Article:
SOURCES: Master Highway Plan for the Boston Metropolitan Area, Massachusetts Department of Public Works (1948); "Boston's $110,000,000 Highway in the Skies" by K.S. Bartlett, The Boston Globe (8/08/1954); "John F. Fitzgerald Expressway-Boston Central Artery" by Leo F. DeMarsh, Traffic Quarterly (October 1956); "Inner Belt and Expressway System," Massachusetts Department of Public Works (1962); Recommended Highway and Transit Plan, Massachusetts Department of Public Works (1968); "The Massachusetts Highway Story (1949-1969)," Massachusetts Department of Public Works (1969); Boston Transportation Planning Review: Final Study Summary Report, Massachusetts Department of Public Works (1972); "Salvucci Proposals Aim at Easing Boston Traffic" by Fred Pillsbury, The Boston Globe (4/09/1983); "Two Key Interstate Links in Massachusetts" by John A. Volpe, The New York Times (2/24/1984); "House OK's Hub Tunnel, Artery Plan" by Ellen McNamara, The Boston Globe (6/08/1984); "Central Artery (I-93) and Third Harbor Tunnel (I-90), Boston, Massachusetts: Final Environmental Impact Statement and Section 4(f) Evaluation," Federal Highway Administration, Massachusetts Department of Public Works and Massachusetts Turnpike Authority (1985); "Artery, Harbor Project To Span 11 Years" by Peter J. Howe, The Boston Globe (4/03/1987); "Artery Engineer Plots Against His Creation" by Peter J. Howe, The Boston Globe (5/02/1989); "Central Artery (I-93) and Third Harbor Tunnel (I-90), Boston, Massachusetts: Final Supplemental Environmental Impact Statement," Federal Highway Administration, Massachusetts Department of Public Works and Massachusetts Turnpike Authority (1991); "Charles River Crossing: Final Supplemental Environmental Impact Statement," Federal Highway Administration, Massachusetts Highway Department and Massachusetts Turnpike Authority (1993); Divided Highways by Tom Lewis, Viking-Penguin Books (1997); "Managing the Central Artery / Tunnel Project: An Exploration of Potential Cost Savings" by Allan K. Sloan, University of Massachusetts-Boston (1997); Rescuing Prometheus by Thomas P. Hughes, Pantheon Books (1998); Unclogging America's Arteries: Prescriptions for Healthier Highways, American Highway Users Alliance (1999); Boston's Central Artery by Yanni Tsipis, Arcadia Publishing (2000); The Big Dig by Dan McNichol and Andy Ryan, Silver Lining Books (2000); "Central Artery Ballooning Budget Was No Surprise" by William J. Angelo, Engineering News-Record (4/02/2001); "Links Set for Pike and Tunnel" by Thomas C. Palmer, Jr., The Boston Globe (6/09/2001); The Big Dig by Dan McNichol, Silver Lining Books (2001); "New I-93 Tunnel Has Curves and Learning Curves" by Mac Daniel, The Boston Globe (4/06/2003); "Other Green Monster Falls: Central Artery Demolition To Be Complete Within a Year" by Anthony Flint, The Boston Globe (10/28/2003); "End of the Road: Artery Closes, Tunnel Opens" by Dave Wedge, The Boston Herald (12/20/2003); "Giant Money Pit: Tunnel Cost You a Billion Dollars and It's Still Not Right" by Jack Meyers, The Boston Herald (8/12/2004); "Artery Tunnel Springs Leak" by David Abel and Mac Daniel, The Boston Globe (9/16/2004); "Is the Tunnel Really Safe To Drive In?," The Boston Globe (12/05/2004); Massachusetts Institute of Technology; Massachusetts Turnpike Authority; Scott Kozel; Dan Moraseski; Fred Salvucci; George Sanborn; Paul Schlichtman; Alexander Svirsky; Douglas A. Willinger; William F. Yurasko.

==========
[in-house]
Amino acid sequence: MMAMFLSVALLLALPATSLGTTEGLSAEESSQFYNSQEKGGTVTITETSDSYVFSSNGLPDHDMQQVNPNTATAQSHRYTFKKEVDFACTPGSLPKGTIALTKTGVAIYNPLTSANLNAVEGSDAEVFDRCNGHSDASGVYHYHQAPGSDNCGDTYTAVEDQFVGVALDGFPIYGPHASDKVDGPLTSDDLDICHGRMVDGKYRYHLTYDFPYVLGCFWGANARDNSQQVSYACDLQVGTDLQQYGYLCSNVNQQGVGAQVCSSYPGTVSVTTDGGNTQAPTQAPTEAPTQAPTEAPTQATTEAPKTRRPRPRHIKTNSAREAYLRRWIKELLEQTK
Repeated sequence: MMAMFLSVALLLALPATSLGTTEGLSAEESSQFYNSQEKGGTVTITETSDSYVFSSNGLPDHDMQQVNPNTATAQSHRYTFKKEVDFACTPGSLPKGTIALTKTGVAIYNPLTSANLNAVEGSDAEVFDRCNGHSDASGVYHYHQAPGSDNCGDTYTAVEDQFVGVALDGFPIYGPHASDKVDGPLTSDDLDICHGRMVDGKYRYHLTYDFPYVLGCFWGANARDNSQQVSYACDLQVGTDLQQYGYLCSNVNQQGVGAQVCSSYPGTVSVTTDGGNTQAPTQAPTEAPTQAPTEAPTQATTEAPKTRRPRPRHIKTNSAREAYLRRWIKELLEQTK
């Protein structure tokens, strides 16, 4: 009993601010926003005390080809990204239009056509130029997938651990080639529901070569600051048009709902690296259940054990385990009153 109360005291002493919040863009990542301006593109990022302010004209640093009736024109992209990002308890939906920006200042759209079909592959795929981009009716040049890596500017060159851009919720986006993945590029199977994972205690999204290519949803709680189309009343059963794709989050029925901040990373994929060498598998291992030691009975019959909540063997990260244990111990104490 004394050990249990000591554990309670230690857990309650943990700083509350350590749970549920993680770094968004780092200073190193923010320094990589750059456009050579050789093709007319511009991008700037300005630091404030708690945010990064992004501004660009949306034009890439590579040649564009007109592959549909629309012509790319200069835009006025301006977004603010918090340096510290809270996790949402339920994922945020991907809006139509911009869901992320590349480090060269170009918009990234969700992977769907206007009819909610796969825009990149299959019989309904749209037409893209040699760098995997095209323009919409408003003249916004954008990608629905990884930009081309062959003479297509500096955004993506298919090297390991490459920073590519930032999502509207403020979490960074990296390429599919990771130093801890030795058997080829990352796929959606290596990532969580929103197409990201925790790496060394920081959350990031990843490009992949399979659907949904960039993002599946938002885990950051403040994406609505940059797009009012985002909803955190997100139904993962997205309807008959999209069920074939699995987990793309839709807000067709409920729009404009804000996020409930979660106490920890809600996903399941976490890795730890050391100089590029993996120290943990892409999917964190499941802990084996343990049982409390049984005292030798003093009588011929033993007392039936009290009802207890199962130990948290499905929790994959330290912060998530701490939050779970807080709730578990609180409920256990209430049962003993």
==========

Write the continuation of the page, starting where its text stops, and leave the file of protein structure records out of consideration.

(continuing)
I-93 and US 1 shields by Ralph Herman. MA 3 shield by Barry L. Camp. Central Artery / Tunnel shield by Massachusetts Turnpike Authority. Lightposts by Millerbernd Manufacturing Company.